More than 3.5 million employees work remotely at least half the time, a technology-enabled trend that’s on the rise. Many employers claim that workers are more productive when they work remotely, but some technology companies are not considering remote workers or don’t allow telecommuting at all.
Marketing technology company Connectivity went from a 20-person company to an 80-person company in a year and a half, and it’s poised to continue accelerating. Part of Connectivity’s success stems from fostering experimentation. “We always want to hire people who are entrepreneurs themselves, and let them know that they’re not going to get in trouble for failing,” said CEO Matt Booth.
Major real estate development projects like Manhattan’s 3 World Trade Center cost billions, and budget overruns often delay construction. Enter Fundrise: The company’s technology opens doors for individuals who want to invest in local real estate developments, but maybe don’t have millions of dollars lying around. Fundrise has seen 1,500 percent growth in deal volume since May 2014.
On-demand grocery shopping and delivery service Instacart is make headway at disrupting a multi-billion-dollar industry. Driving that effort is a relentless focus on satisfying customers. “One policy we’ve implemented at Instacart is that every employee, from the engineers up to our CEO, goes out shopping once a quarter to get an understanding of being a shopper and how our service affects the customer. Everybody here does it,” says vice president of people Mathew Caldwell.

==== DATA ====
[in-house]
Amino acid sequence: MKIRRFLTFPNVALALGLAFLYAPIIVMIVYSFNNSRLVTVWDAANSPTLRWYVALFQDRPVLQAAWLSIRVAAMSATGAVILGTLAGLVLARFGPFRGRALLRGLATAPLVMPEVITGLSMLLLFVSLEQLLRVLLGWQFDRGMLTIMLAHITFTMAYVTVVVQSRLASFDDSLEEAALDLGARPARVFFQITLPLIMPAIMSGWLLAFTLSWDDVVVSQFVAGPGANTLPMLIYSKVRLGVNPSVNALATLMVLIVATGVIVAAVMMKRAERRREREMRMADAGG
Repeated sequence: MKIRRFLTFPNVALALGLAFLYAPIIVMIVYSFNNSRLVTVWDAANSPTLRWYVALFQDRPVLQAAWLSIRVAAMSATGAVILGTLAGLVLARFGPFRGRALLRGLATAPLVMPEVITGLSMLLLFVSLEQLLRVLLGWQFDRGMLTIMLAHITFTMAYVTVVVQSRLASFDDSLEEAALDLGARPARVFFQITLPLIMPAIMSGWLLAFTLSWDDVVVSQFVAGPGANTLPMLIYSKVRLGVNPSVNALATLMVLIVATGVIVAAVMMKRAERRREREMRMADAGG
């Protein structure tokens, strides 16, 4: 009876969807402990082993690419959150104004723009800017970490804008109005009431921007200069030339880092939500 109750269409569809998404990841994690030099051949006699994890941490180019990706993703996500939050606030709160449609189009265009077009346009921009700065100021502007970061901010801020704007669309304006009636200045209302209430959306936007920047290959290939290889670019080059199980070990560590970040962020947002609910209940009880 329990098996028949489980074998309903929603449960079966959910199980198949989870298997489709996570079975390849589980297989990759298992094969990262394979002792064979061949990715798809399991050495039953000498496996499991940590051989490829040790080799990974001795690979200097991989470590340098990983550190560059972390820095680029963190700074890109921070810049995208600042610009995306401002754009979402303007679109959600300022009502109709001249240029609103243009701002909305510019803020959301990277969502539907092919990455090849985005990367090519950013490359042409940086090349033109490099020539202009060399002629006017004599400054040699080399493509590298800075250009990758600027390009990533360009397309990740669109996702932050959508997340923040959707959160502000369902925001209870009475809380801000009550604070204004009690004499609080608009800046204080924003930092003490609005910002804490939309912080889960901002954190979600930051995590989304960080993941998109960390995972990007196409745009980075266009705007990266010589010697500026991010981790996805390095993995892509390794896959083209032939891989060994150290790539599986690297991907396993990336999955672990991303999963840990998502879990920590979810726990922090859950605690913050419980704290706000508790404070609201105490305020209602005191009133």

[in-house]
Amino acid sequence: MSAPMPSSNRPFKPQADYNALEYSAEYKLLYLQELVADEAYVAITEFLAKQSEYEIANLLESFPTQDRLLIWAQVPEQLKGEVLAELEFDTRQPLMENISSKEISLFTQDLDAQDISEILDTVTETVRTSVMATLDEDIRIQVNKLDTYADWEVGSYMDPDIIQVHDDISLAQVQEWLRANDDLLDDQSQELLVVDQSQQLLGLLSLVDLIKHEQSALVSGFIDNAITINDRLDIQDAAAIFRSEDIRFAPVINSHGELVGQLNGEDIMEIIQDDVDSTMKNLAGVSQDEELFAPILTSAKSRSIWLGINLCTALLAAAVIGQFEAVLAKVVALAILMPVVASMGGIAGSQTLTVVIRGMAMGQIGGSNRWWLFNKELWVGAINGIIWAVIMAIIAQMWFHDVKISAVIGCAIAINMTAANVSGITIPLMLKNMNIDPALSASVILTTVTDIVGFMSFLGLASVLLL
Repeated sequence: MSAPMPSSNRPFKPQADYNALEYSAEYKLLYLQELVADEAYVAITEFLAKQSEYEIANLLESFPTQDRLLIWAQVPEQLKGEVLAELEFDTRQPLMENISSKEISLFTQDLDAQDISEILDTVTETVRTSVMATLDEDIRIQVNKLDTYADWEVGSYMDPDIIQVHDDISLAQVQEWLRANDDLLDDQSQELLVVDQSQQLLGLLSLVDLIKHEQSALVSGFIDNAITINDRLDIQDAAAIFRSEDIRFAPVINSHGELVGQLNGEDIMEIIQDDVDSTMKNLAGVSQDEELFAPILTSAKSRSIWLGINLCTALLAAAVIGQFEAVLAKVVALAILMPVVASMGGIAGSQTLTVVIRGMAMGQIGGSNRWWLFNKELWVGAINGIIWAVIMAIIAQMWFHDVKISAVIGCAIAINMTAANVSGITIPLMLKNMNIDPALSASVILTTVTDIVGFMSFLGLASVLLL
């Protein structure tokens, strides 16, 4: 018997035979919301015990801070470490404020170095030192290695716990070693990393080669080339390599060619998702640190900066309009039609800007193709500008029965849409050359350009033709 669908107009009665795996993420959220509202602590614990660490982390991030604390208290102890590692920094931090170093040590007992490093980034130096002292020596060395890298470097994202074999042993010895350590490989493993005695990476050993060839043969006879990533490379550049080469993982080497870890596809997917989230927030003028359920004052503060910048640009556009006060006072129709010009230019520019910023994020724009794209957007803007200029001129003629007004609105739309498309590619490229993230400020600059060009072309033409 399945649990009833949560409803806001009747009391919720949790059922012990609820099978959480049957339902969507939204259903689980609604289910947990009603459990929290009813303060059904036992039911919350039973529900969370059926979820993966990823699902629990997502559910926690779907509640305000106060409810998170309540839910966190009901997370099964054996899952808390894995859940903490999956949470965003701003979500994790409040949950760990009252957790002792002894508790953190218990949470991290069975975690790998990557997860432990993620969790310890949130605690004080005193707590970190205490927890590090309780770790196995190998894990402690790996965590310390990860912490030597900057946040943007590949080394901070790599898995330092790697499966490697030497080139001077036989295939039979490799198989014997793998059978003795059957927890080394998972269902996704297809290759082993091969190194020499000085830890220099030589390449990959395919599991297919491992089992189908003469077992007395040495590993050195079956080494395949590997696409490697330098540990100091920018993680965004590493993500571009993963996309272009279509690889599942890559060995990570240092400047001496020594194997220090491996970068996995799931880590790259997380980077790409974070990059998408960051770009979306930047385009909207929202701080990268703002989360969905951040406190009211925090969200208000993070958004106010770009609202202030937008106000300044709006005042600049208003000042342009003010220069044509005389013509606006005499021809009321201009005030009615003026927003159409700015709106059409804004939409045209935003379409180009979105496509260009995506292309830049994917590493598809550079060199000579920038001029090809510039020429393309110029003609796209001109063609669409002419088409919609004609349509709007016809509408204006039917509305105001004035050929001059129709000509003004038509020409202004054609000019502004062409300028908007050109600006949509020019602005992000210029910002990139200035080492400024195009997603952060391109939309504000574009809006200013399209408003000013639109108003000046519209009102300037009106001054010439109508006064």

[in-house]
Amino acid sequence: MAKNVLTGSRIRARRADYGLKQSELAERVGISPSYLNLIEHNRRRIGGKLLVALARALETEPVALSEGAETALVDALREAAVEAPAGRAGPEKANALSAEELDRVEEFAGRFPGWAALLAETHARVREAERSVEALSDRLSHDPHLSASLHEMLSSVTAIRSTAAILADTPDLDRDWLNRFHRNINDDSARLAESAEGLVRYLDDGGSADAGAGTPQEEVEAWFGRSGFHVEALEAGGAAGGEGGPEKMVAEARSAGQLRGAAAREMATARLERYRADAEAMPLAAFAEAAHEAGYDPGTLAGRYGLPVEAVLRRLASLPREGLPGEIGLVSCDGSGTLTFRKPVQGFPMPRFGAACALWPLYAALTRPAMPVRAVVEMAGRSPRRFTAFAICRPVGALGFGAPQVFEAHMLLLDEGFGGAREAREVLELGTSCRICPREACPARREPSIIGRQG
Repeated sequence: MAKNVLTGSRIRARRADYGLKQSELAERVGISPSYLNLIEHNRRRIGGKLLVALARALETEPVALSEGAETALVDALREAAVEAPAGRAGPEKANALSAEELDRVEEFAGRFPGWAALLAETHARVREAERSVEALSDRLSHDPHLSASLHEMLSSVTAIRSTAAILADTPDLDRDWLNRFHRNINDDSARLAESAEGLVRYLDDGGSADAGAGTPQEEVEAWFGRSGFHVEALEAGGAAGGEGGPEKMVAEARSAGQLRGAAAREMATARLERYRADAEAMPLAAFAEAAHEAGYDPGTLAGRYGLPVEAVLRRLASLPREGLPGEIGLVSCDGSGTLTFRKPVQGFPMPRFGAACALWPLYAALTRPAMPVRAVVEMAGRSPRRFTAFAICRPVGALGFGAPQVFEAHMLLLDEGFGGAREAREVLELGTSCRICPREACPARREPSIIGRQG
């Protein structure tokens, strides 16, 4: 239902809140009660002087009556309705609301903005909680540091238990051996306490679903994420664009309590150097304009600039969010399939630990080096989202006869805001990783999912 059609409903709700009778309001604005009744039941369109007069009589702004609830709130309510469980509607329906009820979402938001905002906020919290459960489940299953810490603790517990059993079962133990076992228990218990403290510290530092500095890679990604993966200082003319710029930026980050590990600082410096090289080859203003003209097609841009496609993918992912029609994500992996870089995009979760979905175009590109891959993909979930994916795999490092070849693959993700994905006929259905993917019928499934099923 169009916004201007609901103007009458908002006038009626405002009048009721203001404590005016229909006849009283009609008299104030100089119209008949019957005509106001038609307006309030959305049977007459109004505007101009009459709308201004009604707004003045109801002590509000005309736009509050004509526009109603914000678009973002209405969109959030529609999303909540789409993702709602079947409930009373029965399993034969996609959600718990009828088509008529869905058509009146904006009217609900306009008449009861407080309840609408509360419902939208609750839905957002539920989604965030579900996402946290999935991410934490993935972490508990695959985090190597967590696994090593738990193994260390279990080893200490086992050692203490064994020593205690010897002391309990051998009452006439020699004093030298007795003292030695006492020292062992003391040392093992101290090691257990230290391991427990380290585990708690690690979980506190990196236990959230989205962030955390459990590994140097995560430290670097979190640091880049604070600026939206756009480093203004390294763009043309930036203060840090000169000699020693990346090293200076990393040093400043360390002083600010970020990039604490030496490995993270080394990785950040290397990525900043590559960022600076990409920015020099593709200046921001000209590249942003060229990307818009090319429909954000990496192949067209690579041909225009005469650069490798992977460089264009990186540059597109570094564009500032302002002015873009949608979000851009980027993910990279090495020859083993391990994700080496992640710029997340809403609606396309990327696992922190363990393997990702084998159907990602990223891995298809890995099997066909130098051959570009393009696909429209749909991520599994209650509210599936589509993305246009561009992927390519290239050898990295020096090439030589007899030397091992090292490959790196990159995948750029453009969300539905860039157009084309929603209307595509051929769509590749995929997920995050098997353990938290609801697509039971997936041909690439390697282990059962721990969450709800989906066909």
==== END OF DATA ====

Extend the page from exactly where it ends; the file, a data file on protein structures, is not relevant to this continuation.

When you’re fast-growing startup company, the most important thing is hiring the right people. That means people who can do the job, and also, in some cases, people who are willing to build desks, said Justin Donnarumma, director of sales at Signpost, a marketing automation technology company that launched in 2010. “That’s the kind of scrappiness we look for in new hires.”
Changing a deep-seated corporate culture takes time. Just ask YP, where renewed internal communications, education and community-building efforts have paid off in a big way.
Non-structured employee bonding opportunities help provide a new perspective on topics that have often already been discussed at length in meetings and via email. Sometimes the best results happen naturally as employees form relationships with each other outside of work.
At WeddingWire, an online marketplace serving the wedding and events industry, its expanding employee base is providing new opportunities to fine-tune company policies, according to the company’s vice president of people, Jenny Harding.
“We only grow at a rate that guarantees that we can provide [our customers] the product and expertise that will drive that high level of customer success,” says CEO Robert Blatt. “We are growing rapidly, but we really limit our growth so we can always deliver client success.”
Dispatch grew from three employees to 25 in the past 10 months, and the company is on an upward trajectory. As it scales, the executive team is hoping to maintain the small-time ambiance of a startup while segmenting responsibilities.